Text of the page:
The international community has expended time, effort, and approximately U.S.$2 billion in an expensive but so far successful peacekeeping mission. This investment made the election possible, but it is still too soon to declare victory. Many root causes of the war, particularly the culture of “winner-take-all politics”, have not been eliminated.

The election will only be significant if accompanied by fundamental reforms that begin to change Sierra Leone’s political landscape. The international community needs to use the post-election period to work hard at consolidating the peace process.

The newly elected government has six months before the start of the dry season – when conflict could resume – to tackle problems. Reform of the security forces must continue. Aside from the divisions revealed by the vote, there are still considerable question marks concerning the capability of the security forces to secure the country and the capacity of local militias to challenge their authority.

Renewed conflict in neighbouring Liberia reinforces the need for the United Nations Mission in Sierra Leone (UNAMSIL) and the British military and police training teams to remain. President Charles Taylor of Liberia retains destabilising regional ambitions and the tools to pursue them, despite his current domestic difficulties, including elements of the RUF insurgents and Kamajor militias now inside Liberia that he can redirect against Sierra Leone’s still fragile peace structures.

The Kabbah administration must also tackle the corruption that permeates all levels of government and society. The international community has assisted in developing accountability systems, but other measures are still needed, such as increasing the independence of the judiciary and making the Anti-Corruption Commission more independent.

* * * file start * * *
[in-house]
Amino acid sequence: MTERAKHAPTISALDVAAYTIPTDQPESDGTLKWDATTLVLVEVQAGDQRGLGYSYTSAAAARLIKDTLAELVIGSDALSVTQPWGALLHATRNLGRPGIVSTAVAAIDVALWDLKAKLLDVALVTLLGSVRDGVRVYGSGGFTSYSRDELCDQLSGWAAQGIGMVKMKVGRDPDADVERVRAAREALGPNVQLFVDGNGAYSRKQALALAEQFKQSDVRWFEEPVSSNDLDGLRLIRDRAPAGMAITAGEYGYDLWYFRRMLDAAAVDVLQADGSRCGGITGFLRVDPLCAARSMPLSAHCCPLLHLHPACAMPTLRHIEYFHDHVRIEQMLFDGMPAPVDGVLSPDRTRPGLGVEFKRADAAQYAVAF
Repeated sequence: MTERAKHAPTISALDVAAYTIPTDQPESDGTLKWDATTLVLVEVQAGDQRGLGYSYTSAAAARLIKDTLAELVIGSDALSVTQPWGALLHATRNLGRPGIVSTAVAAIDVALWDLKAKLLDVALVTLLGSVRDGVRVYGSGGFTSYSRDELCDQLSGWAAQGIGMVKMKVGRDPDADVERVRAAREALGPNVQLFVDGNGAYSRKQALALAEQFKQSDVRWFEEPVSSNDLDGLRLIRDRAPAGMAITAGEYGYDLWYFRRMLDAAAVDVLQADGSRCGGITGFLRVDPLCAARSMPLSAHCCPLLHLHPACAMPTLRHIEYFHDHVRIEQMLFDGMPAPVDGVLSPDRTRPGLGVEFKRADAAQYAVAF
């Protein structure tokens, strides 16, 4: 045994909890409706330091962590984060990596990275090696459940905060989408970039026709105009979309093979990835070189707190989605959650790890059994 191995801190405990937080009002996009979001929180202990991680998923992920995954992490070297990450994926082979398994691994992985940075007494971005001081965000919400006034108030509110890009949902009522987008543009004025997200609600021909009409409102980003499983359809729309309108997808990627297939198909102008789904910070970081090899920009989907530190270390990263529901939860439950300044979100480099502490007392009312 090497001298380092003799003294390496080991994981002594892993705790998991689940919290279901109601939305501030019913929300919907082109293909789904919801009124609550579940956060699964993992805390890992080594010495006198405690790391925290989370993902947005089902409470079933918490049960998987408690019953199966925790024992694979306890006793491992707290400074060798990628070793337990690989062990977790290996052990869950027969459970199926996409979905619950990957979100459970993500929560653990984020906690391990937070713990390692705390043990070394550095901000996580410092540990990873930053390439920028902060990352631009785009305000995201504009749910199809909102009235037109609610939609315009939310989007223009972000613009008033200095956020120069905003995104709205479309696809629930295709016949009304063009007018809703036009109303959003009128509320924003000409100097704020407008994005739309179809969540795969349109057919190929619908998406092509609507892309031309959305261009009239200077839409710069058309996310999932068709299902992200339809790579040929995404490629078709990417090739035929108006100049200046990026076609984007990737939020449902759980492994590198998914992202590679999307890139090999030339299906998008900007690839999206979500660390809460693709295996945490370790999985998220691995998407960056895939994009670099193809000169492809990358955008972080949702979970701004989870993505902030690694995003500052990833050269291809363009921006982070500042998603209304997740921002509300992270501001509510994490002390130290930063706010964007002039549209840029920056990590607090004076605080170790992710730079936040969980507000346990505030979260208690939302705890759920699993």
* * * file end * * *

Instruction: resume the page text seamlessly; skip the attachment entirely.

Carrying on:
Finally, measures must be taken to promote reconciliation among combatants and civilians. The Truth and Reconciliation Commission and the Special Court provide the main venues for healing wounds. The international community, especially the United States, has pushed hard for the creation of the Special Court, and the success of these instruments of justice will depend on continued international support, scrutiny and funding.

The international community’s priority has so far been to ensure “security first”, but now it has to be as rigorous in demanding better governance and accountability from the government. It must not see these goals as mutually exclusive. Overlooking corrupt practices by the ruling SLPP would only produce fertile ground for renewed conflict.

Freetown/Brussels, 12 July 2002

Statement / Africa

Taylor Verdict a Warning to War Crimes Perpetrators

The landmark guilty verdict today against former Liberian President Charles Ghankay Taylor is a warning to those most responsible for atrocity crimes that they can be held accountable.